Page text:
UK retires two hunter-killer submarines on the same day

Royal Navy’s nuclear-powered submarines HMS Talent and HMS Trenchant were decommissioned at Devonport Naval Base on 20 May.

Source: Royal Navy

HMS Trenchant’s operational career came to an end last year, while HMS Talent completed its final patrol earlier this spring.

Both boats served for 32 years with distinction. As hunter-killer submarines, it was their mission to protect first Polaris, now Trident – the country’s Strategic Nuclear Deterrent – and to detect, track and classify targets.

The boats are capable of gaining intelligence, covertly inserting troops ashore, or striking at enemy submarines and ships with Spearfish torpedoes and targets ashore with Tomahawk cruise missiles.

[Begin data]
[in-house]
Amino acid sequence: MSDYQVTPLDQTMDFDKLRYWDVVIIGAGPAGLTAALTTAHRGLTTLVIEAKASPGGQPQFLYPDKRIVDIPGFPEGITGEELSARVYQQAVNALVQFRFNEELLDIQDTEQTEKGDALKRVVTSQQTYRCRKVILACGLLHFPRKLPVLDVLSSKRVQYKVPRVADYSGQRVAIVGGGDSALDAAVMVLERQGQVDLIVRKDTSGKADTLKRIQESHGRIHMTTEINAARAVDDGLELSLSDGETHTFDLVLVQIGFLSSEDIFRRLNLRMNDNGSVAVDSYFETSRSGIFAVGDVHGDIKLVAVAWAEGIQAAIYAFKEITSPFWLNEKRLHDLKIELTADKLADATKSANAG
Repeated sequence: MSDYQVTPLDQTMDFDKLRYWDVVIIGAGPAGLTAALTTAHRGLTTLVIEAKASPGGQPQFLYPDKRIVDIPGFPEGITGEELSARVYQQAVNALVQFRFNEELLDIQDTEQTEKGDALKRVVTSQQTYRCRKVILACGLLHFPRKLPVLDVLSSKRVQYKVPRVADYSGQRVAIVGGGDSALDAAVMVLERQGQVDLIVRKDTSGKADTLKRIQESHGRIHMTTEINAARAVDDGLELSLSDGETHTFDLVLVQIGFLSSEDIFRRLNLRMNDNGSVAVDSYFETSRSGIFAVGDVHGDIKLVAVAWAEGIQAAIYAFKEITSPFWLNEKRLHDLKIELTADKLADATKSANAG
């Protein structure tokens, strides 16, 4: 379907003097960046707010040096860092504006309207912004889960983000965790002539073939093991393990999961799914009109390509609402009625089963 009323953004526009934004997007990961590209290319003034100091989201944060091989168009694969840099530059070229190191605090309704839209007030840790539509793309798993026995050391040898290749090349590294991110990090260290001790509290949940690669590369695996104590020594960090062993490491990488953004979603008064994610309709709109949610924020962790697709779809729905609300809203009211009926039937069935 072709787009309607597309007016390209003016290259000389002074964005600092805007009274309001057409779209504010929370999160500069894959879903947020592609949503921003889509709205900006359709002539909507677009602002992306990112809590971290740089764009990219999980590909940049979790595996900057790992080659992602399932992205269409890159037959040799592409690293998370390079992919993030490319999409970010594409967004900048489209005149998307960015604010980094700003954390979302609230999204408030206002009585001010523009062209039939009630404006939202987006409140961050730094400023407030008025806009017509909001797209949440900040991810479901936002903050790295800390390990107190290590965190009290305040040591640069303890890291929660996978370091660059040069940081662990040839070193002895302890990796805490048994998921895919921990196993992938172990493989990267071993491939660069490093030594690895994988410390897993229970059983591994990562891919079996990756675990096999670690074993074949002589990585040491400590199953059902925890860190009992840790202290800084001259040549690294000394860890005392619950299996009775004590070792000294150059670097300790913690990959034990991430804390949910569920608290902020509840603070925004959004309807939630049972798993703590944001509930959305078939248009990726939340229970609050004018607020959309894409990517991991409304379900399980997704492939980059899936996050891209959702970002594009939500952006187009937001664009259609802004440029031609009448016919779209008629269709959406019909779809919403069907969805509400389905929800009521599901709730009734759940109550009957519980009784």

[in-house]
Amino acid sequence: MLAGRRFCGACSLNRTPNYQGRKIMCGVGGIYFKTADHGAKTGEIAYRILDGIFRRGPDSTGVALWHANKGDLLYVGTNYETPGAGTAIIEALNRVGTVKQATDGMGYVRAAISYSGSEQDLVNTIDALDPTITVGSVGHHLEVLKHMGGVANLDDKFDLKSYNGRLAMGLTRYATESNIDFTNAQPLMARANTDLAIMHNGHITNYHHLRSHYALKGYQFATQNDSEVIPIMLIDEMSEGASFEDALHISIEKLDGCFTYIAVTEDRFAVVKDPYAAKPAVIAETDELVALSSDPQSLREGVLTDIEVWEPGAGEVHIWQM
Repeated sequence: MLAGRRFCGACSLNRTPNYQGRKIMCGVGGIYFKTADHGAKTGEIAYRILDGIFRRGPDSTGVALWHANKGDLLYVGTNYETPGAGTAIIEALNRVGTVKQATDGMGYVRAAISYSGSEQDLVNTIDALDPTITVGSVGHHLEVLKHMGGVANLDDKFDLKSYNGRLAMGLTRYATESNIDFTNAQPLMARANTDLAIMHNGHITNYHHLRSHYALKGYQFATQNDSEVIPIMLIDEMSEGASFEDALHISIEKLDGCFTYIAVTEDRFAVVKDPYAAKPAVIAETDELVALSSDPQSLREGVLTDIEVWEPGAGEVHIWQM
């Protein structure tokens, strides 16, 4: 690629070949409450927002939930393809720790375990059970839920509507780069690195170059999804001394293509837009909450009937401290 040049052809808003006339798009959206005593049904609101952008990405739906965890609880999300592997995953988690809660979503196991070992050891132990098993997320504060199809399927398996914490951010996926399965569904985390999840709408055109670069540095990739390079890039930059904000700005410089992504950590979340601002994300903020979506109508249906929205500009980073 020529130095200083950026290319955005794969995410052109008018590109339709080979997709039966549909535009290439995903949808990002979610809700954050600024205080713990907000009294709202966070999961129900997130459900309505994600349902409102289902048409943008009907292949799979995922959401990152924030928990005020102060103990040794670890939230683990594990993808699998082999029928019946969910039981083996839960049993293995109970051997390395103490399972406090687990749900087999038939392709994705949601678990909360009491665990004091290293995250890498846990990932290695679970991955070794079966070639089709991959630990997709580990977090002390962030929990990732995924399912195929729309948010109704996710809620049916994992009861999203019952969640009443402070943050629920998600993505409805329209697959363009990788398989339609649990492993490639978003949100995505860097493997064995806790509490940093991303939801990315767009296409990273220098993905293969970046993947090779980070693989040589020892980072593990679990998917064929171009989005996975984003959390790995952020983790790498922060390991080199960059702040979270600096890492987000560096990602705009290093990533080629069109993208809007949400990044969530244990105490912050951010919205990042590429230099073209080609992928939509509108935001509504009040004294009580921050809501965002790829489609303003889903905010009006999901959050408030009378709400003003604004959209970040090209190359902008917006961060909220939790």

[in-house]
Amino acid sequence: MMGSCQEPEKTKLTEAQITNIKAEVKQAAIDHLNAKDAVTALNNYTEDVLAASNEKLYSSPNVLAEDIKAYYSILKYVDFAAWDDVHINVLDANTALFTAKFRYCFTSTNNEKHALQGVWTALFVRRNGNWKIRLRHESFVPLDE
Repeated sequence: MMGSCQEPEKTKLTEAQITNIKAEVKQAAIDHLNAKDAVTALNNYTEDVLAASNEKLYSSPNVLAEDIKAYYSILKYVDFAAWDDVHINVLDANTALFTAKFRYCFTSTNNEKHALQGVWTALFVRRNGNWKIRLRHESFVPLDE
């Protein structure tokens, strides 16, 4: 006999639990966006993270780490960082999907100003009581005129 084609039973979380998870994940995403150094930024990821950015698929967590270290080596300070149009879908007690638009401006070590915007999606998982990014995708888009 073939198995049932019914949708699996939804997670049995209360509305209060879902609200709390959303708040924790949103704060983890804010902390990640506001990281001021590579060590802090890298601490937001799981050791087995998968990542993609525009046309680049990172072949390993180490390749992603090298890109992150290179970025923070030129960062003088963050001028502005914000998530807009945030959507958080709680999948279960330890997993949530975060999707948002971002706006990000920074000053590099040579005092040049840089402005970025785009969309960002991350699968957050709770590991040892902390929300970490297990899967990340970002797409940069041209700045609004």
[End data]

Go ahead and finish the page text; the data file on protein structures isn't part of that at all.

The Trafalgar-class submarines have been replaced by the seven Astute-class submarines.

Four Astutes have been commissioned, soon to be joined by number five, HMS Anson, which has completed successful diving checks.

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Like the T-boats before them, they are deployed around the globe daily. HMS Astute sailed to the Pacific and back with the Carrier Strike Group last year while HMS Ambush launched furtive raids by Royal Marines in Norway’s fjords as part of wider UK/NATO operations in the Arctic this spring.

The newly-commissioned HMS Audacious has been on patrol in the Mediterranean having reached full operating capability on 4 April.

“The Trafalgar Class developed a world class reputation and defended UK interests unstintingly across the world’s oceans.  The Astute submarines have now taken up the baton, continuing to protect the UK from threats with deeply professional submarine crews,” Commodore James Perks, Commodore Submarine Service, said.

Photo: HMS Talent arrives at new homeport at Clyde. Photo: Royal Navy